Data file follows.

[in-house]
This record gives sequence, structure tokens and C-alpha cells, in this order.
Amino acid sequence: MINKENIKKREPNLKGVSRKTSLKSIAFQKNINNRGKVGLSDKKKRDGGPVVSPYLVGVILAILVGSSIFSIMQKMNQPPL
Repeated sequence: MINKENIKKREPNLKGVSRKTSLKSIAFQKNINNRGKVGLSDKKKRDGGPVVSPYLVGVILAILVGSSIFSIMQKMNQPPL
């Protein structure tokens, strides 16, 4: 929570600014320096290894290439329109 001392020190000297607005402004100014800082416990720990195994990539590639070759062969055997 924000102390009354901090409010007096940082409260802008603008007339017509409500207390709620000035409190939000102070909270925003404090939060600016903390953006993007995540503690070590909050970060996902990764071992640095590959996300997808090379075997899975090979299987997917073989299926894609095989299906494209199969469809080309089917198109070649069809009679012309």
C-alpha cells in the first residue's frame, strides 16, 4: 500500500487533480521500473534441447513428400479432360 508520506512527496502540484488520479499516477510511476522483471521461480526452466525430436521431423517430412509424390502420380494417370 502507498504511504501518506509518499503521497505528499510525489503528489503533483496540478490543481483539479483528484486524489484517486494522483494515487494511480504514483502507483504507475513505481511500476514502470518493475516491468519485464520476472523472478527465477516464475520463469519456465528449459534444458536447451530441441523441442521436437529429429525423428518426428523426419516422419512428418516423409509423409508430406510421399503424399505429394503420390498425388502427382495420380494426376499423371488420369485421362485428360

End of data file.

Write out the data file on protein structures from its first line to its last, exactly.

[in-house]
This record gives sequence, structure tokens and C-alpha cells, in this order.
Amino acid sequence: MINKENIKKREPNLKGVSRKTSLKSIAFQKNINNRGKVGLSDKKKRDGGPVVSPYLVGVILAILVGSSIFSIMQKMNQPPL
Repeated sequence: MINKENIKKREPNLKGVSRKTSLKSIAFQKNINNRGKVGLSDKKKRDGGPVVSPYLVGVILAILVGSSIFSIMQKMNQPPL
């Protein structure tokens, strides 16, 4: 929570600014320096290894290439329109 001392020190000297607005402004100014800082416990720990195994990539590639070759062969055997 924000102390009354901090409010007096940082409260802008603008007339017509409500207390709620000035409190939000102070909270925003404090939060600016903390953006993007995540503690070590909050970060996902990764071992640095590959996300997808090379075997899975090979299987997917073989299926894609095989299906494209199969469809080309089917198109070649069809009679012309």
C-alpha cells in the first residue's frame, strides 16, 4: 500500500487533480521500473534441447513428400479432360 508520506512527496502540484488520479499516477510511476522483471521461480526452466525430436521431423517430412509424390502420380494417370 502507498504511504501518506509518499503521497505528499510525489503528489503533483496540478490543481483539479483528484486524489484517486494522483494515487494511480504514483502507483504507475513505481511500476514502470518493475516491468519485464520476472523472478527465477516464475520463469519456465528449459534444458536447451530441441523441442521436437529429429525423428518426428523426419516422419512428418516423409509423409508430406510421399503424399505429394503420390498425388502427382495420380494426376499423371488420369485421362485428360